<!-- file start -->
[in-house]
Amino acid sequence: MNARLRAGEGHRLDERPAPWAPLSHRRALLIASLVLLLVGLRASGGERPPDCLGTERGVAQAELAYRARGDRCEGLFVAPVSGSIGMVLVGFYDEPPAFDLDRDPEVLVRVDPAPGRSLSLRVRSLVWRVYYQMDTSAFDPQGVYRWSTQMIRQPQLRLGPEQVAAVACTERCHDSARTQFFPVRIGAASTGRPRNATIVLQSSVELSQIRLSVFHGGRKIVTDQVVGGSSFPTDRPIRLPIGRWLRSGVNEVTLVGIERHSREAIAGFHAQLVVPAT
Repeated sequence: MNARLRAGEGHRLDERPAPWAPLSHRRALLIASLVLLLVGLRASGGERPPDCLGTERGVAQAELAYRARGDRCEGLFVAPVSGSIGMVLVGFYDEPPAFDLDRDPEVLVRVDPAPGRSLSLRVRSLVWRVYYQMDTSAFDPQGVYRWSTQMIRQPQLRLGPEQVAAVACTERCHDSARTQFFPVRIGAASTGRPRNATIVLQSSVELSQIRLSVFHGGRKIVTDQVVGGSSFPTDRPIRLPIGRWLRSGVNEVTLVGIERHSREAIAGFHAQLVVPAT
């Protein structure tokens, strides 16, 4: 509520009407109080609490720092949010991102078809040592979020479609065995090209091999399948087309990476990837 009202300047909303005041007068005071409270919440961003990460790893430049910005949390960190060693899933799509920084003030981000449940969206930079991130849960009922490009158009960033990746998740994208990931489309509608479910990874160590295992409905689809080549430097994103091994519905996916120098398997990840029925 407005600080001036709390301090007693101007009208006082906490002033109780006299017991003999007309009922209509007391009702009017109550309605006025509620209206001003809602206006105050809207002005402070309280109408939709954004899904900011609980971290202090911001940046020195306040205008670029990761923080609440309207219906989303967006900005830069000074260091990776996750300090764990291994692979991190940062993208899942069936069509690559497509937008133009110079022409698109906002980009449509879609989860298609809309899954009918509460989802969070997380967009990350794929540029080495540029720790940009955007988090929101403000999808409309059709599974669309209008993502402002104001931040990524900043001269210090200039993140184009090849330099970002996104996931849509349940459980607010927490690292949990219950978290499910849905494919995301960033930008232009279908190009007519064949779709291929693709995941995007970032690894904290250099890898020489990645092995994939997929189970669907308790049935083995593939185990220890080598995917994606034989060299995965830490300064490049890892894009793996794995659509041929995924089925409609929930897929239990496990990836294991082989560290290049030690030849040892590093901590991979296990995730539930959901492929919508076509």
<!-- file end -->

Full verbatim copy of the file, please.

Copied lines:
[in-house]
Amino acid sequence: MNARLRAGEGHRLDERPAPWAPLSHRRALLIASLVLLLVGLRASGGERPPDCLGTERGVAQAELAYRARGDRCEGLFVAPVSGSIGMVLVGFYDEPPAFDLDRDPEVLVRVDPAPGRSLSLRVRSLVWRVYYQMDTSAFDPQGVYRWSTQMIRQPQLRLGPEQVAAVACTERCHDSARTQFFPVRIGAASTGRPRNATIVLQSSVELSQIRLSVFHGGRKIVTDQVVGGSSFPTDRPIRLPIGRWLRSGVNEVTLVGIERHSREAIAGFHAQLVVPAT
Repeated sequence: MNARLRAGEGHRLDERPAPWAPLSHRRALLIASLVLLLVGLRASGGERPPDCLGTERGVAQAELAYRARGDRCEGLFVAPVSGSIGMVLVGFYDEPPAFDLDRDPEVLVRVDPAPGRSLSLRVRSLVWRVYYQMDTSAFDPQGVYRWSTQMIRQPQLRLGPEQVAAVACTERCHDSARTQFFPVRIGAASTGRPRNATIVLQSSVELSQIRLSVFHGGRKIVTDQVVGGSSFPTDRPIRLPIGRWLRSGVNEVTLVGIERHSREAIAGFHAQLVVPAT
């Protein structure tokens, strides 16, 4: 509520009407109080609490720092949010991102078809040592979020479609065995090209091999399948087309990476990837 009202300047909303005041007068005071409270919440961003990460790893430049910005949390960190060693899933799509920084003030981000449940969206930079991130849960009922490009158009960033990746998740994208990931489309509608479910990874160590295992409905689809080549430097994103091994519905996916120098398997990840029925 407005600080001036709390301090007693101007009208006082906490002033109780006299017991003999007309009922209509007391009702009017109550309605006025509620209206001003809602206006105050809207002005402070309280109408939709954004899904900011609980971290202090911001940046020195306040205008670029990761923080609440309207219906989303967006900005830069000074260091990776996750300090764990291994692979991190940062993208899942069936069509690559497509937008133009110079022409698109906002980009449509879609989860298609809309899954009918509460989802969070997380967009990350794929540029080495540029720790940009955007988090929101403000999808409309059709599974669309209008993502402002104001931040990524900043001269210090200039993140184009090849330099970002996104996931849509349940459980607010927490690292949990219950978290499910849905494919995301960033930008232009279908190009007519064949779709291929693709995941995007970032690894904290250099890898020489990645092995994939997929189970669907308790049935083995593939185990220890080598995917994606034989060299995965830490300064490049890892894009793996794995659509041929995924089925409609929930897929239990496990990836294991082989560290290049030690030849040892590093901590991979296990995730539930959901492929919508076509």